from the Village Voice piece:
>It's tempting to see l'affaire Hitchens as the latest example of
>sectarianism run amok. After all, who really cares about the bad faith
>of social democrats or the opportunism of Marxists with a hard-on for
>prime time? But something much bigger than anyone's ideological dong is
>at stake. This dispute is not just about misplaced loyalties; it's about
>the future of progressive politics.
I think "l'affaire Hitchens" has been the most interesting event this year. We entered bizzaro world. The personal attacks on Hitchens astonished me. Either he's become a conservative or he's an opportunist Marxist/media whore or, as Todd Gitlin charges, a subscriber to left-wing fundamentalism [ the conviction of purists that what stands in the way of their hearts' desire is the treacherous class enemy, the Social Democrats (aka "social fascists," in Stalinist parlance) who mislead the otherwise vigorous proletariat ] - who nonetheless knows what he's doing. Either his intense hatred of Clinton led him down the path to sign the affifavit or he's such a drinker that he lost it completely. He did it to promote his forthcoming book; he's a frustrated homosexual with a need to snitch. Someone has to be wrong.
What motivates these attacks? It seems to me Hitchens' actions raise three relevant issues, all unrelated to his personality.
One, do they endorse "sexual McCarthyism" - if such a thing exists? Or to put it another way, does the left have an obligation to defend Clinton no matter what he's done? Does the crime consist of giving comfort to the enemy? Technically, Hitchens entered the legal arena. But in reality, it was immediately apparent that Blumenthal would no be put under any legal duress. Hitchens said he would not testify. And what one of my favorite writers Katha Pollitt wrote in her column and what Lloyd George put it in his 2/8 Washington Post piece as the story broke is not true, that the prosecutors just needed the affidavit to prosecute Blumenthal. They would need Hitchens and the others to testify. After the November elections, I think it was apparent Clinton wouldn't be removed from office. The Senate Democrats wouldn't let it happen.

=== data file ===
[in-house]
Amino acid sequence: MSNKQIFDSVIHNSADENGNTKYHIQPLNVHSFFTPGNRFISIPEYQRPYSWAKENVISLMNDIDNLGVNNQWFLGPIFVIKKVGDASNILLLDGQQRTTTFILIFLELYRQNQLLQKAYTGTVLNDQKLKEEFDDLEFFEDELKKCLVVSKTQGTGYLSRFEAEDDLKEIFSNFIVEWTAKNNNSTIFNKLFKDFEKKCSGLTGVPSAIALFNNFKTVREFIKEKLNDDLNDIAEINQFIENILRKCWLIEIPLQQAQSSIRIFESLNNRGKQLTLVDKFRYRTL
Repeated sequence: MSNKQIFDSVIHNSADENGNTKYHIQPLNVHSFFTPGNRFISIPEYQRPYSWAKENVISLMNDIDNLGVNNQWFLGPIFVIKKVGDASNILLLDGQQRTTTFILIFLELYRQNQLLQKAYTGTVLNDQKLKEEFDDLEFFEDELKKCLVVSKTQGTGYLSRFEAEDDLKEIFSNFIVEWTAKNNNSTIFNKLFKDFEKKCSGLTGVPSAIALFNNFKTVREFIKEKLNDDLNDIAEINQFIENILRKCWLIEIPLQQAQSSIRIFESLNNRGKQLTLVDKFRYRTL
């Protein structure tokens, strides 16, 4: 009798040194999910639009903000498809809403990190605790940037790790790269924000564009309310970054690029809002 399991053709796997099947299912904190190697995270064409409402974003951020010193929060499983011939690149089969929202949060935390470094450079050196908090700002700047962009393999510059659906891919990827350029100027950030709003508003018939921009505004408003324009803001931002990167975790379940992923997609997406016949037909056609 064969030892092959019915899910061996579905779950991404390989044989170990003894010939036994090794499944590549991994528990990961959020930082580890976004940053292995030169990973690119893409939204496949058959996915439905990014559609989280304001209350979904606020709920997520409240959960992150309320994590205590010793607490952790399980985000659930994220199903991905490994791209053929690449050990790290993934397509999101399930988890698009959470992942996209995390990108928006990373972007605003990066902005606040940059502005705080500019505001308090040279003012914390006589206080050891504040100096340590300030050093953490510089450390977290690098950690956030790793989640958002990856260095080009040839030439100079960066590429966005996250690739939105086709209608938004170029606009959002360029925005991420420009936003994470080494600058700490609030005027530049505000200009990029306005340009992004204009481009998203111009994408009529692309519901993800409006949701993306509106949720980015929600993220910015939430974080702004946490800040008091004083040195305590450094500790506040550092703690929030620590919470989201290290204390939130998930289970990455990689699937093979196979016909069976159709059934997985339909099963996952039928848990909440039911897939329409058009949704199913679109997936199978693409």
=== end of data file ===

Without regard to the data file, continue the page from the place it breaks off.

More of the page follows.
Two, did his actions violate journalistic ethics? As Doug Ireland wrote: "Most of the criticisms maintained, as a Nation editorial put it, that there were 'moral issues' like a 'journalistic (and ethical) presumption against using private conversations with friends for a public purpose without first obtaining permission.' Hitchens says that Blumenthal 'never said our lunch was off the record; in fact, since at the time I'd been out teaching in California, he showed up with two thick file folders of briefing material [on the Clinton scandals] that he thought I should see, since he wanted to bring me up to date' on the latest White House spin. More importantly, Blumenthal's own lawyer issued a challenge to any reporters with knowledge of his client spreading the "stalker" story, releasing them from 'any pledge of confidentiality.' No moral issue there, I'd say."
Three, the question of betraying a friend. Note that Hitchens didn't accuse Blumenthal of not believing Clinton when Clinton told him Lewinsky was a stalker. The affidavit says that Blumenthal was circulating the story to journalists and friends. Maybe Blumenthal shouldn't have told Hitchens about Lewinsky and Willey or maybe the White House shouldn't have engaged in defaming Lewinsky and Willey, even if what they said was true. There were enough people in the press already on the job.